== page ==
For him the idea that the NFL would allow fans into games is unconscionable.

“It breaks my heart that I feel so conflicted,” he said. “I’m not asking the NFL not to play — I want the NFL back. And, honestly, based on the data we have so far, it seems like they have a plan where they can do it safely (for) their players and their coaches and their staff.

“If the league tomorrow came out and said, ‘You know what? We realized that having fans is not really a socially-minded thing to do. We’re putting surrounding communities at risk. We’re just not going to do that this fall.’ Then I’ll be the first one to tune in.”

Until that happens, he said the rewards are not worth it.

For the NFL, and for its network television partners, the rewards are significant. According to Forbes, the NFL generates almost $6 billion annually in television revenue.

The NFL contracted BioReference Laboratories to conduct daily testing at each team facility, at a reported cost of about $75 million. That includes up to 120 tests at each team site every day (with a cost of $125 per test beyond that allotment of 120).

At the Seahawks’ facility, the BioReference trailer includes six testing stations. Players and team personnel enter through one side of the trailer and sit down next to a lab technician who takes a swab of each nostril. Those tested exit through the other side of the trailer, the whole process typically taking about 90 seconds. The samples are sent to BioReference’s lab in California for testing, and results are available within 24 hours.

The NFL and the players’ union agreed to extend regular testing into the season, with players to be tested every day except game day.

Before returning to Seattle to begin practices in late July, veteran Seahawks offensive lineman Duane Brown said he had “a lot of concerns” about playing this season.

“That part that scared you was just, ‘What if?’ And not knowing what could happen,” he said. “But the Seahawks have done a great job of keeping us out of harm’s way as much as possible, doing everything possible to make it normal. It hasn’t been the same as usual, but I think the comfort level is there for all of us. … Now we’re on the road of just playing football and trying to win games.”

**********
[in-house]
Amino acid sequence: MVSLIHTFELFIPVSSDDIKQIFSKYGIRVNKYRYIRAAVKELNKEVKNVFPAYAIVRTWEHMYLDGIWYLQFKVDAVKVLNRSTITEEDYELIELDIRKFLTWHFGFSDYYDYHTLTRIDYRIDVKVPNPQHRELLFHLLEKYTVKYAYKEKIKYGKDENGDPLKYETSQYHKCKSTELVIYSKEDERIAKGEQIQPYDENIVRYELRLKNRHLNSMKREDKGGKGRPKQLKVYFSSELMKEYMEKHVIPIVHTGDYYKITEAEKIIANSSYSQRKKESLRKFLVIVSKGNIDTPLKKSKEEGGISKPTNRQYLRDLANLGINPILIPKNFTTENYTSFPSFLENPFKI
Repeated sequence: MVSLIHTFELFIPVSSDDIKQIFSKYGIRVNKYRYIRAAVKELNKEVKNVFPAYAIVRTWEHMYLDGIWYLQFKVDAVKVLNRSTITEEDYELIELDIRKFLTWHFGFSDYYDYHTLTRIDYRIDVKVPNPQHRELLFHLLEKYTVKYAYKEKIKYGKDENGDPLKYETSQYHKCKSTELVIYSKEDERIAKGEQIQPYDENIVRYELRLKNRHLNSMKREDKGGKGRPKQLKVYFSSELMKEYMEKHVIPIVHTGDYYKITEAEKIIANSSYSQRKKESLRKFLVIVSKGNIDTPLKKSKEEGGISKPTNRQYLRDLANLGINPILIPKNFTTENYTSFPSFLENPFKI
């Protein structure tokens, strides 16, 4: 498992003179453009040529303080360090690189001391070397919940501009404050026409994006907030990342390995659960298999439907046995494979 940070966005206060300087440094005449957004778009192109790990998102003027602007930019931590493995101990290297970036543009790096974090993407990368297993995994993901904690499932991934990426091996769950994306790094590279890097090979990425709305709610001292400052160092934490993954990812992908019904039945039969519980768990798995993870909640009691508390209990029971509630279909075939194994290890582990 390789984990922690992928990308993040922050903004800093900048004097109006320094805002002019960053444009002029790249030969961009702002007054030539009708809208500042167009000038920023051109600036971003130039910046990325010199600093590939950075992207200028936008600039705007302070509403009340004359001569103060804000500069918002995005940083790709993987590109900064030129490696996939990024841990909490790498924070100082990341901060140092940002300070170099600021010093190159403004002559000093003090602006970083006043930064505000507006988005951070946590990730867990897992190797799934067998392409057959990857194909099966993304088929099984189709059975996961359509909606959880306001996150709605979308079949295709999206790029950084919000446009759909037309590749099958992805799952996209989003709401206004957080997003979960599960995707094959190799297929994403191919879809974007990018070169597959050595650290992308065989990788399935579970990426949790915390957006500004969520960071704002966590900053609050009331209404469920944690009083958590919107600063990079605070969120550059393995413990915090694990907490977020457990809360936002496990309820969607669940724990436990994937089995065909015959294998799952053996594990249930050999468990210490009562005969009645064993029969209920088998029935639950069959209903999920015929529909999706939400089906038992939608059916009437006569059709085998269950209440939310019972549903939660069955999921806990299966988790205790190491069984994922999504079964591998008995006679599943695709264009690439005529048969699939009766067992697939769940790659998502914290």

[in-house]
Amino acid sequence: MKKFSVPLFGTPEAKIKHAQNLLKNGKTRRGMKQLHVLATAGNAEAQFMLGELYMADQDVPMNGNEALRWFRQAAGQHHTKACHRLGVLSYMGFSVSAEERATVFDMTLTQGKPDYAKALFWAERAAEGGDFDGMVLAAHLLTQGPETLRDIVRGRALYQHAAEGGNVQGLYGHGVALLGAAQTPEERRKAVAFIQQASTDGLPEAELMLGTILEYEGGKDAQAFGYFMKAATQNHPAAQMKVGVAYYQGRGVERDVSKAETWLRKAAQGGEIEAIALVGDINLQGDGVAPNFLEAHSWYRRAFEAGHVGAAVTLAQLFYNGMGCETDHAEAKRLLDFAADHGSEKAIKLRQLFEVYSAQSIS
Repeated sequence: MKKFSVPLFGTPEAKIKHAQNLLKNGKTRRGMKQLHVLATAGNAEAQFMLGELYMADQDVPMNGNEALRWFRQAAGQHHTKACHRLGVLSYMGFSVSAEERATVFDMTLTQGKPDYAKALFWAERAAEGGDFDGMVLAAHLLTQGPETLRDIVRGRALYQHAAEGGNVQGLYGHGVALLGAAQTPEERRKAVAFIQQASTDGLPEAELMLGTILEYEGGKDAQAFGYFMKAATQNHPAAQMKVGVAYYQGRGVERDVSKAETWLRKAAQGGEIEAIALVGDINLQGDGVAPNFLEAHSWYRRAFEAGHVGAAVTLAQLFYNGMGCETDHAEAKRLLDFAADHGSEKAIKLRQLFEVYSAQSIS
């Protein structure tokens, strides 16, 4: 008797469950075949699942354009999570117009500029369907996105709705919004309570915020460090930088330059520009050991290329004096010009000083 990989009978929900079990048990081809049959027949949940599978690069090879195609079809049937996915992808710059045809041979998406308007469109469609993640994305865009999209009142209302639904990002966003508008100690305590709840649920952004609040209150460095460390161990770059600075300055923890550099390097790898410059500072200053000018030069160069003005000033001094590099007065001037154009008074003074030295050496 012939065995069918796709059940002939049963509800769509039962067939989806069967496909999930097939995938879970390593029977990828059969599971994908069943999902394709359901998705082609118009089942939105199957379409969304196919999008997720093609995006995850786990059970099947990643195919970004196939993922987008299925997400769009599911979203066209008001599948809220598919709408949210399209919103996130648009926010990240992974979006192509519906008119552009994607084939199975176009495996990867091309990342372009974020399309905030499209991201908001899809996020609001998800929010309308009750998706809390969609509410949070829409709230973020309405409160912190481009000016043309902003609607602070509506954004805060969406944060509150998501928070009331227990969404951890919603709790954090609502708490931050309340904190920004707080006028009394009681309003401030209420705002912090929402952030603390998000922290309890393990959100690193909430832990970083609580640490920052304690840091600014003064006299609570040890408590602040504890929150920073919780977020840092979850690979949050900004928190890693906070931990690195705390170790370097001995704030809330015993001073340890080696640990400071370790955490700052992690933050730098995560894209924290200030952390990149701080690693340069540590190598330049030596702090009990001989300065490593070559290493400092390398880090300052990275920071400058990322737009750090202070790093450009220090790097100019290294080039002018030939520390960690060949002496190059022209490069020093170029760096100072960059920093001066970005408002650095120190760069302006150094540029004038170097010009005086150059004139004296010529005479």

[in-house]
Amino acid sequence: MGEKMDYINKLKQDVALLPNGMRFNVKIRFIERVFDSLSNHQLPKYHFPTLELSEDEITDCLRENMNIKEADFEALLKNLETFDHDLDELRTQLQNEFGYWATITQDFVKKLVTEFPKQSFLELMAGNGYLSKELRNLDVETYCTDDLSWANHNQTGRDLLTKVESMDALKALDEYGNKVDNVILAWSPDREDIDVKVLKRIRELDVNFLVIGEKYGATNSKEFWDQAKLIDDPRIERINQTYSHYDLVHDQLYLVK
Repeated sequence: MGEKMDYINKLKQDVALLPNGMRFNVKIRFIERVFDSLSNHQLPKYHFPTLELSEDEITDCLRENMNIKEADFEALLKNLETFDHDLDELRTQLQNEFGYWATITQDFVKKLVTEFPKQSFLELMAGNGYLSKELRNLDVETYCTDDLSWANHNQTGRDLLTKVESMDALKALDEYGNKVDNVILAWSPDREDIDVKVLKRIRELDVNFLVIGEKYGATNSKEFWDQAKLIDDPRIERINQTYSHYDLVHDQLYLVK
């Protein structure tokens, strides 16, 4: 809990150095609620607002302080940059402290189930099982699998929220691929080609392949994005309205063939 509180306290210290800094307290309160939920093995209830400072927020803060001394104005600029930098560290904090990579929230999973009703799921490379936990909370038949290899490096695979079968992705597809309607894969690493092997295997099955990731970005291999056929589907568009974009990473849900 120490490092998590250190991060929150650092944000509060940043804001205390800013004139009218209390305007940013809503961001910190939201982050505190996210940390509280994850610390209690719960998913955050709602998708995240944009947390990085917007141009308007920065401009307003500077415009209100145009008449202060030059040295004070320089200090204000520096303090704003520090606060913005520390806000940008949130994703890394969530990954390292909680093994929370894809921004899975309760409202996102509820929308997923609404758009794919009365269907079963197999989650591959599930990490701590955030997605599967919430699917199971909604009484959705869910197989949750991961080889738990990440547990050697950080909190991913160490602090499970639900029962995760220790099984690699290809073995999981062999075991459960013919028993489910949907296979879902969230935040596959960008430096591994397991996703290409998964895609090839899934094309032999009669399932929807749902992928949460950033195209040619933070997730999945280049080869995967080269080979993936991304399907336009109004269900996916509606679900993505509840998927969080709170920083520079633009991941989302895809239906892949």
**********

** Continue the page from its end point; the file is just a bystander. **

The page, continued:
In addition to the daily testing, Jon Drezner, a Seahawks team physician, said the players’ commitment to social-distancing habits in and out of the team facility — wearing masks, conducting meetings on Zoom, avoiding large gatherings — have been vital. At the beginning of training camp, Carroll challenged his players to show their “mental toughness” in keeping the virus away from the team.

“Players and coaches and staff have to continue to be smart outside of the facility, because it’s not a bubble,” Drezner said. “They go home, or they go back to the hotel, and what they do there really matters.

“At least with the Seahawks, there’s a real sense of shared ownership to make this work. And I think Coach Carroll has been fabulous at making sure that that’s the attitude as a collective.”

Binney acknowledged he is pleasantly surprised at the NFL’s testing success, and he hopes the NFL won’t hit the same roadblocks that have derailed parts of this season for Major League Baseball, another pro league operating outside a bubble. Still, he cautioned against the NFL getting too comfortable.

“The situation is going to be constantly fragile, and it’s going to require constant vigilance from each and every person involved,” he said. “One weak link could blow up an entire team, so you’re always going to be walking on eggshells this whole season.”